Summary of language rights in Canada and complaint mechanisms


Applicable Norms

Canadian Charter of Rights and Freedoms, sections 16 to 20
Official Languages Act 1985, c. 31 (4th Supp)
Official Languages (Communications with and Services to the Public) Regulations, SOR/92-48


Canada became an officially bilingual country in 1969 with the first Official Languages Act (OLA). With the adoption of the Canadian Charter of Rights and Freedoms in 1982, Canada's bilingual character was enshrined in the Constitution of Canada, the supreme law of the land. Under the Constitution, English and French are the official languages of Canada, with equal rights, status and privileges as to their use in the institutions of Parliament and the federal government. The OLA recognizes the minority status of the French language and obliges the government to protect and promote it in order to achieve substantive equality with English.

The term “federal institution” includes Parliament, federal government departments, federal courts and administrative tribunals, and federal Crown corporations (VIA Rail and Canada Post). In addition, certain organizations such as Air Canada, CN and NAV CANADA continued to have language obligations after being privatized.

Under the OLA, federal institutions must offer services in the official language of your choice without delay and the services must be of equal quality regardless of the language chosen.

Everyone has the right to communicate with and obtain services from the head or central office of federal institutions in the official language of their choice. Certain offices and points of service of federal offices also have an obligation to provide services in both languages, if they are located in the National Capital Region (Ottawa-Gatineau) or in a region where there is significant demand for the use of a language, or justified by the nature of the office.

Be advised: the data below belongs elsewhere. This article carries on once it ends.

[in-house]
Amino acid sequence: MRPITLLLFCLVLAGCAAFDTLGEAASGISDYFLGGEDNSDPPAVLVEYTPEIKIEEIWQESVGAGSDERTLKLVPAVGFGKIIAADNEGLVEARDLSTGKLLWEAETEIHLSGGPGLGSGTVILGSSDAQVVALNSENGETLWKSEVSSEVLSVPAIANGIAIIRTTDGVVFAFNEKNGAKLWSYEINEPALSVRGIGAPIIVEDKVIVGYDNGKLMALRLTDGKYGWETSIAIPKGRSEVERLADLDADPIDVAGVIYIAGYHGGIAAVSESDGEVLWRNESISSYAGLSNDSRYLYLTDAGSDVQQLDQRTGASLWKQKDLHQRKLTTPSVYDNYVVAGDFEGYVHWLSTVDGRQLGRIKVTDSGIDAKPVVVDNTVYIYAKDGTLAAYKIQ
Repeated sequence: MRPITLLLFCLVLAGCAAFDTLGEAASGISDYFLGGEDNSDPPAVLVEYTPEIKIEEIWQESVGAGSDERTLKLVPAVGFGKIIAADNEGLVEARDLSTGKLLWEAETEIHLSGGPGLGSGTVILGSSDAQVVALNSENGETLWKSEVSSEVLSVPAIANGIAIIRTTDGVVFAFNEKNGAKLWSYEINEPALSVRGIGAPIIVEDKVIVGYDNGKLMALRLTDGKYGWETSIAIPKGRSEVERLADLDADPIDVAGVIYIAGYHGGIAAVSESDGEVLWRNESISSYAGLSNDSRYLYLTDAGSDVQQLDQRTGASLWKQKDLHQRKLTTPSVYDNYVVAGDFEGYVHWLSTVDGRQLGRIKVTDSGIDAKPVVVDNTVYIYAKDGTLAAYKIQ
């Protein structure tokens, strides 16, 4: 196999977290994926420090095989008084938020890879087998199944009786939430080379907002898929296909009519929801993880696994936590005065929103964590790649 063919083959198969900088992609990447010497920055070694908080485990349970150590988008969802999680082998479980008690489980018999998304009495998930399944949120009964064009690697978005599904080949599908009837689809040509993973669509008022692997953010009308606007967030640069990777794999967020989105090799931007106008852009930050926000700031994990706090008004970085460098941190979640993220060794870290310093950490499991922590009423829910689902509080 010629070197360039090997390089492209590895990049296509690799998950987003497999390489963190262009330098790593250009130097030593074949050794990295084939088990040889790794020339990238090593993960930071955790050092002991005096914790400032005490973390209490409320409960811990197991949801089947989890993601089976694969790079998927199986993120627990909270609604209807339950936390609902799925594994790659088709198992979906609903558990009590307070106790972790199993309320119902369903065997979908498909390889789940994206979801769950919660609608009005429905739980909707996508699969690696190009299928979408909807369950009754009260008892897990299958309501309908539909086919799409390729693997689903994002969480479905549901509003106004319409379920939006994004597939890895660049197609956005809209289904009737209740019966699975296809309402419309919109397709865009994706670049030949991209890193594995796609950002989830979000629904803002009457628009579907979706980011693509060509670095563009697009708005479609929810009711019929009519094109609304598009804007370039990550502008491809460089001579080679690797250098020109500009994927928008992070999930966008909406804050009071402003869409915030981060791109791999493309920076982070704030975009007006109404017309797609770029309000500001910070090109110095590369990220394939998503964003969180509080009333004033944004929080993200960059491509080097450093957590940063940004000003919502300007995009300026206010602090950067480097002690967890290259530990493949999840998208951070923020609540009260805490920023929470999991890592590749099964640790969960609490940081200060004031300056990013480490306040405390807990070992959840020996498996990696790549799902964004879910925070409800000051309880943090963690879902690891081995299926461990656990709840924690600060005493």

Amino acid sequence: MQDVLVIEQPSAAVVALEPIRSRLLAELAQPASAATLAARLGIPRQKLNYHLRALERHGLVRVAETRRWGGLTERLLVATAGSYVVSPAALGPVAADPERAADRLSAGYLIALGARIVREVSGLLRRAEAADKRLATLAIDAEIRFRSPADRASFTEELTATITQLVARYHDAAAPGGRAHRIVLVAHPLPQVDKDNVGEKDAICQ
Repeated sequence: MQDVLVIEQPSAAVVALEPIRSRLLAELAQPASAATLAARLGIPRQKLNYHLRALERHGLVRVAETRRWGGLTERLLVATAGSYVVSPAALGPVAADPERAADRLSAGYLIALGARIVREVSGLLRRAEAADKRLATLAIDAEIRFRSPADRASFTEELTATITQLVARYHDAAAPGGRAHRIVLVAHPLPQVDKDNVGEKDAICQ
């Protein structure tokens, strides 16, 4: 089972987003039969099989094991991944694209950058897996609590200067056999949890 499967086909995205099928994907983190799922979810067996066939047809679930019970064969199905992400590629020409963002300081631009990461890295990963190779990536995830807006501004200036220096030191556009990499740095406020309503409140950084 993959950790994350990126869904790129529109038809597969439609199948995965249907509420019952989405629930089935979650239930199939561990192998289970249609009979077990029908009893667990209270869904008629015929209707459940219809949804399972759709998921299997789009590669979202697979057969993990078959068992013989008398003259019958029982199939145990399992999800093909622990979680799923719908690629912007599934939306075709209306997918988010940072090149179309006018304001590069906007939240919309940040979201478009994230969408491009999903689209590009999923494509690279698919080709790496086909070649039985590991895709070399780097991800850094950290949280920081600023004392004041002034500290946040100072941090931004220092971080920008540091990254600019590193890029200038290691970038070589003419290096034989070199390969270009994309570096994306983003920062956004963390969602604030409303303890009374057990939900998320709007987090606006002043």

The OLA also protects the language rights of federal employees. Whether or not employees of federal institutions hold bilingual positions, they are entitled to work in the official language of their choice in the designated bilingual regions of New Brunswick; in metropolitan Montreal; in certain parts of the Eastern Townships, the Gaspé and west Quebec; in the National Capital Region; and in eastern and northern Ontario.

Complaint Mechanism

The OLA provides for the appointment of a Commissioner of Official Languages whose responsibilities include receiving and processing complaints relating to violations of language rights. The Commissioner has significant investigative powers and reports directly to Parliament.

A complaint can be submitted au Office of the Commissioner of Official Languages of Canada by the following methods:

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